Post Traumatic Stress (PTSD)

Post Traumatic Stress Disorder has become an increasing problem for the military.  The Army Times this month has reported that more soldiers have died due to suicide than in combat.  This is a disturbing statistic.

Many of our clients have served several tours in Iraq and Afghanistan. and They have been highly decorated for their combat service.  The problem is that emotionally, when they come home from the combat zone they are not ready for civilian life.  At home, they exhibit symptoms associated with PTSD.  They become aggressive.  They experience nightmares.  They have violent tendencies.  They are anti-social.  They begin to self-medicate.

I had a client that had all of these issues.  He was court martialed for a series of criminal misadventures, to include grand theft auto, drug use, adultery, etc.  At sentencing, the prosecutor argued that this soldier should recieve the max punishment for his misconduct.  The problem was that this is the typical military view.  Misbehaving soldiers are criminals.  The Military struggles to have a holistic response.

In this case, the judge was presented with evidence that our client had PTSD and that he was a forever changed person from his experiencing in Iraq. Our client testified that as soon as he came home he could not associate with his family.  He had a solid relationship with his wife and baby prior to leaving for Iraq.  Once overseas, he was repeatedly placed in harm’s way.  He was diagnosed with PTSD upon his return from Iraq.  When he got back from Iraq, he sent his wife and baby home.  He then started drinking, smoking pot, and just losing his mind.

 After the prosecutors closing argument, the judge asked “Is that really the government’s position?”  The answer was “yes.”  The judge replied, “well then I will dismiss everything the government just said.”

The reason for this was that this is a ridiculous and morally bankrupt response.  What do you do with these soldiers who have been damaged by their experiences in Iraq and Afghanistan?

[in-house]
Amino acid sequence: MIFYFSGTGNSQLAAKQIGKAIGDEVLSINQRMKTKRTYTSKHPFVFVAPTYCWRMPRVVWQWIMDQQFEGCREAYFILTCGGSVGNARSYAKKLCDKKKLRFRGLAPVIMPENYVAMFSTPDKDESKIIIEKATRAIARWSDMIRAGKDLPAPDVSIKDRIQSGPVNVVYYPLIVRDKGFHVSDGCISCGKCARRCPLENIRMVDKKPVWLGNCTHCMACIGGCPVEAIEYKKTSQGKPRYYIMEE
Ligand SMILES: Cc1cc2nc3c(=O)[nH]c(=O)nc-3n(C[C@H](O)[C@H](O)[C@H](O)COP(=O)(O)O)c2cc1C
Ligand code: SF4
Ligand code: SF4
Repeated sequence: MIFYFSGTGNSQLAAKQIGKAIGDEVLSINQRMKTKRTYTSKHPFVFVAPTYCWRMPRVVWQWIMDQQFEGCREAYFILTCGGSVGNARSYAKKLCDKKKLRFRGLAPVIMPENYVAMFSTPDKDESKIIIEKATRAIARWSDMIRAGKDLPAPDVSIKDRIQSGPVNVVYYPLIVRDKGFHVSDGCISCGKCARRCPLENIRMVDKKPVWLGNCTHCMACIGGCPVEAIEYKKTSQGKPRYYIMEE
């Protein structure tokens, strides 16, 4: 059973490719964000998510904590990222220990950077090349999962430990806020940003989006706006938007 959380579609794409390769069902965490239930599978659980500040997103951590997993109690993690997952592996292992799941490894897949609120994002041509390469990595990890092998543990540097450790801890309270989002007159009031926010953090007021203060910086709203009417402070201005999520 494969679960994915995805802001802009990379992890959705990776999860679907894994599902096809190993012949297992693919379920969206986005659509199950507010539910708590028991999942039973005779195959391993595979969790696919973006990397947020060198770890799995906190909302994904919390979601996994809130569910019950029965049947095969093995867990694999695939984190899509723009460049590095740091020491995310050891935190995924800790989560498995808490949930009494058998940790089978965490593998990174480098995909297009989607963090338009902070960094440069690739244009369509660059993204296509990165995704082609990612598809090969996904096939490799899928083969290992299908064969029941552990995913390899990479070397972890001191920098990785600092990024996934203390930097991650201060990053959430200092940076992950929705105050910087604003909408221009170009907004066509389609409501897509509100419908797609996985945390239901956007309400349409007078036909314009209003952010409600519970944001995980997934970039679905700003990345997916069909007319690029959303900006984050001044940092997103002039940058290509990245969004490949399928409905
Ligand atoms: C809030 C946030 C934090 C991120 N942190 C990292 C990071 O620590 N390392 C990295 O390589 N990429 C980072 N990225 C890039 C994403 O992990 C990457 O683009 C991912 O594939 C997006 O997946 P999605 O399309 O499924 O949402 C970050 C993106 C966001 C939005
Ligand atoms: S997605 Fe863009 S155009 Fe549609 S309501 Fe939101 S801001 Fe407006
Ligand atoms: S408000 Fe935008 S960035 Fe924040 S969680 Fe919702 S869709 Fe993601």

We successful used his behavior and his PTSD diagnosis to keep our client from being punished with a punitive discharge.  The problem was that in the end, the Army did not know what to do with this soldier.  He cannot cope with being in the Army; yet, he needs sustained and long-lasting treatment. The Army owes him his long term health care. They owe him a VA disability.  The judge understood that.  The Army doesn’t. 

The only thing his command knew to do was to send him to a court martial.  For them, the soldier’s behavior was criminal.  For us, his behavior was a tragedy that needs to be addressed in a healthier way by the military.  Combat is not going to end.  Ignoring PTSD is not going to stop soldiers from experience trauma.

3 thoughts on “Post Traumatic Stress (PTSD)

  1. “The problem was that in the end, the Army did not know what to do with this soldier.” The Army should have checked his nutritional status. Please consider the following thoughts below. I am not a doctor, just someone who picks up facts and ideas. Ask your doctor what he thinks about the thesis below. For the purposes of this discussion I do not mean to equate PTSD with mental illness, but the treatment for both whether one equates them or not, can probably be benefited greatly by considering the following.

    The thesis: It is likely that some degree of healing of PTSD can be gained with nutritional supplementation, and it might be surprising just how much of a degree.

    In developing the first point of support for this thesis, consider that it would seem logical that one of the effects of stress is the reduction of a body’s supplies of hormones, enzymes, etc., and the vitamins, minerals, and trace elements necessary for health, both mental and physical. It seems logical, too, that this would particularly be the case for the types of stress endured in military service in Iraq or Afghanistan. Stress burns up and reduces hormone, enzyme, and nutrient supplies, and these stress-induced shortages are part of what leads up to and maintains PTSD.